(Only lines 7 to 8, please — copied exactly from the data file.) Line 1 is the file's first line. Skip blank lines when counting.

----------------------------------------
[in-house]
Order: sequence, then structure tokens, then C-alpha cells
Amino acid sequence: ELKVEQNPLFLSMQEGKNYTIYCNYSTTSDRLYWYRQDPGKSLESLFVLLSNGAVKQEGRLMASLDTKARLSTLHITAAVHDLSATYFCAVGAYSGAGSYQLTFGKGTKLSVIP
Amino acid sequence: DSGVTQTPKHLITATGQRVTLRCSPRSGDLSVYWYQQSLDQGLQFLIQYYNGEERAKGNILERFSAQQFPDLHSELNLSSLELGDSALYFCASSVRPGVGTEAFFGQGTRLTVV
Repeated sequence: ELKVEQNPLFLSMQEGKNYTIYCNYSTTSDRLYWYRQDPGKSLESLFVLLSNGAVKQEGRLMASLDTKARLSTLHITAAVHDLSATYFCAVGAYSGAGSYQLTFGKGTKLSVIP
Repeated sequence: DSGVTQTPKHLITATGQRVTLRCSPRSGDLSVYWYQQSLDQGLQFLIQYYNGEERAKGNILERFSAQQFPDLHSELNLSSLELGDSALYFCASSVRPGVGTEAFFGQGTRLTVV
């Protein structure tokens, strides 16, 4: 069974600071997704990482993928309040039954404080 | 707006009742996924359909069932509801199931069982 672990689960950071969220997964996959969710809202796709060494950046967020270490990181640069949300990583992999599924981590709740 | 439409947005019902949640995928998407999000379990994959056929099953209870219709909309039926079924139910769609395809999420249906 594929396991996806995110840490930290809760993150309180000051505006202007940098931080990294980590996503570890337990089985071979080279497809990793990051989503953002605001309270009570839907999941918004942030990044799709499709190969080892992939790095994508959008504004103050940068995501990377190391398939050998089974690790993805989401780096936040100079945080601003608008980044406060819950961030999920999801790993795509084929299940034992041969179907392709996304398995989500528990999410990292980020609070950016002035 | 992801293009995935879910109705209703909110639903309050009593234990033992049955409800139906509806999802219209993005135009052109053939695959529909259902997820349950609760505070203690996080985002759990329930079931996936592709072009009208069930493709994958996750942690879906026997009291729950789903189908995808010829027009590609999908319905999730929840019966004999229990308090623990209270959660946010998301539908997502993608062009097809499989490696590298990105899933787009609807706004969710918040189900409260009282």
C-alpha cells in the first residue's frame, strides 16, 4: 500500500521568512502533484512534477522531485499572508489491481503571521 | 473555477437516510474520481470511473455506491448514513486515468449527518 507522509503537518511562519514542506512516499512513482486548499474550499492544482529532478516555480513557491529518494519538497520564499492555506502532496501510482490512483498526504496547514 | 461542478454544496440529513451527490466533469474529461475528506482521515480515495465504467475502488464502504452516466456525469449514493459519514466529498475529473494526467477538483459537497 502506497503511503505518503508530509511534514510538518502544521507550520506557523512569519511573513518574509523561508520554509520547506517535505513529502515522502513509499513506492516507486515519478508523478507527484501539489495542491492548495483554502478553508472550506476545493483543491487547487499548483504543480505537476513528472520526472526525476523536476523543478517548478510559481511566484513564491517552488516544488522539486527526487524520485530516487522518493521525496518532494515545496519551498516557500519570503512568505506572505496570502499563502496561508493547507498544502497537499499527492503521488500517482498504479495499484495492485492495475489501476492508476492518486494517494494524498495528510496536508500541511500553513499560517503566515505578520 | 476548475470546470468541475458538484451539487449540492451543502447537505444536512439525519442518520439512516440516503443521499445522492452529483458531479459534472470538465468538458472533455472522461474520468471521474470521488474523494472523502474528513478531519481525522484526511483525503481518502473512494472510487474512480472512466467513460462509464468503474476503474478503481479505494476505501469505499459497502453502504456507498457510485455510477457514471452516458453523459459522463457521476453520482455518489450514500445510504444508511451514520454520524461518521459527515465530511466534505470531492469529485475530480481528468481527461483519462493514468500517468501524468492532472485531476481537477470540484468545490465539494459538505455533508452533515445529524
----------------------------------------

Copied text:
């Protein structure tokens, strides 16, 4: 069974600071997704990482993928309040039954404080 | 707006009742996924359909069932509801199931069982 672990689960950071969220997964996959969710809202796709060494950046967020270490990181640069949300990583992999599924981590709740 | 439409947005019902949640995928998407999000379990994959056929099953209870219709909309039926079924139910769609395809999420249906 594929396991996806995110840490930290809760993150309180000051505006202007940098931080990294980590996503570890337990089985071979080279497809990793990051989503953002605001309270009570839907999941918004942030990044799709499709190969080892992939790095994508959008504004103050940068995501990377190391398939050998089974690790993805989401780096936040100079945080601003608008980044406060819950961030999920999801790993795509084929299940034992041969179907392709996304398995989500528990999410990292980020609070950016002035 | 992801293009995935879910109705209703909110639903309050009593234990033992049955409800139906509806999802219209993005135009052109053939695959529909259902997820349950609760505070203690996080985002759990329930079931996936592709072009009208069930493709994958996750942690879906026997009291729950789903189908995808010829027009590609999908319905999730929840019966004999229990308090623990209270959660946010998301539908997502993608062009097809499989490696590298990105899933787009609807706004969710918040189900409260009282």
C-alpha cells in the first residue's frame, strides 16, 4: 500500500521568512502533484512534477522531485499572508489491481503571521 | 473555477437516510474520481470511473455506491448514513486515468449527518 507522509503537518511562519514542506512516499512513482486548499474550499492544482529532478516555480513557491529518494519538497520564499492555506502532496501510482490512483498526504496547514 | 461542478454544496440529513451527490466533469474529461475528506482521515480515495465504467475502488464502504452516466456525469449514493459519514466529498475529473494526467477538483459537497 502506497503511503505518503508530509511534514510538518502544521507550520506557523512569519511573513518574509523561508520554509520547506517535505513529502515522502513509499513506492516507486515519478508523478507527484501539489495542491492548495483554502478553508472550506476545493483543491487547487499548483504543480505537476513528472520526472526525476523536476523543478517548478510559481511566484513564491517552488516544488522539486527526487524520485530516487522518493521525496518532494515545496519551498516557500519570503512568505506572505496570502499563502496561508493547507498544502497537499499527492503521488500517482498504479495499484495492485492495475489501476492508476492518486494517494494524498495528510496536508500541511500553513499560517503566515505578520 | 476548475470546470468541475458538484451539487449540492451543502447537505444536512439525519442518520439512516440516503443521499445522492452529483458531479459534472470538465468538458472533455472522461474520468471521474470521488474523494472523502474528513478531519481525522484526511483525503481518502473512494472510487474512480472512466467513460462509464468503474476503474478503481479505494476505501469505499459497502453502504456507498457510485455510477457514471452516458453523459459522463457521476453520482455518489450514500445510504444508511451514520454520524461518521459527515465530511466534505470531492469529485475530480481528468481527461483519462493514468500517468501524468492532472485531476481537477470540484468545490465539494459538505455533508452533515445529524